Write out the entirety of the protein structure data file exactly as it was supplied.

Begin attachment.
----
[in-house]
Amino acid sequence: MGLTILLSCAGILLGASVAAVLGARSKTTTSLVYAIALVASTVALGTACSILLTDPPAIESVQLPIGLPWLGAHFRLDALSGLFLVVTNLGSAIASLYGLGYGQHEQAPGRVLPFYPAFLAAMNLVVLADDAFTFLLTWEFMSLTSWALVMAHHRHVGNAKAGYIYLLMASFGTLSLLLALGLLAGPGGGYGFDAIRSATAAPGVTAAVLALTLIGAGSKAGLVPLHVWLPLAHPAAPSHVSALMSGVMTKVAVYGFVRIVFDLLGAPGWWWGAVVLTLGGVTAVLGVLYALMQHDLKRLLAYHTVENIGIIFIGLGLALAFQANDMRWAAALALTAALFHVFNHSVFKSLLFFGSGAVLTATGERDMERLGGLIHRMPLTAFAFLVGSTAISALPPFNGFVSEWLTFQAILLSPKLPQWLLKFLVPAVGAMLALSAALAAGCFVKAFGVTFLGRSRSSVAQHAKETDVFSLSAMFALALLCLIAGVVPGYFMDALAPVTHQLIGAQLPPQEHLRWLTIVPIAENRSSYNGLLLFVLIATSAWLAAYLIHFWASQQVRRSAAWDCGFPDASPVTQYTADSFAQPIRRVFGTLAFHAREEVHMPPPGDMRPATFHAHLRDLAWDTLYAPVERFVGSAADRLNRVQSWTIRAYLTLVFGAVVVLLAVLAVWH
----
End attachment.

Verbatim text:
[in-house]
Amino acid sequence: MGLTILLSCAGILLGASVAAVLGARSKTTTSLVYAIALVASTVALGTACSILLTDPPAIESVQLPIGLPWLGAHFRLDALSGLFLVVTNLGSAIASLYGLGYGQHEQAPGRVLPFYPAFLAAMNLVVLADDAFTFLLTWEFMSLTSWALVMAHHRHVGNAKAGYIYLLMASFGTLSLLLALGLLAGPGGGYGFDAIRSATAAPGVTAAVLALTLIGAGSKAGLVPLHVWLPLAHPAAPSHVSALMSGVMTKVAVYGFVRIVFDLLGAPGWWWGAVVLTLGGVTAVLGVLYALMQHDLKRLLAYHTVENIGIIFIGLGLALAFQANDMRWAAALALTAALFHVFNHSVFKSLLFFGSGAVLTATGERDMERLGGLIHRMPLTAFAFLVGSTAISALPPFNGFVSEWLTFQAILLSPKLPQWLLKFLVPAVGAMLALSAALAAGCFVKAFGVTFLGRSRSSVAQHAKETDVFSLSAMFALALLCLIAGVVPGYFMDALAPVTHQLIGAQLPPQEHLRWLTIVPIAENRSSYNGLLLFVLIATSAWLAAYLIHFWASQQVRRSAAWDCGFPDASPVTQYTADSFAQPIRRVFGTLAFHAREEVHMPPPGDMRPATFHAHLRDLAWDTLYAPVERFVGSAADRLNRVQSWTIRAYLTLVFGAVVVLLAVLAVWH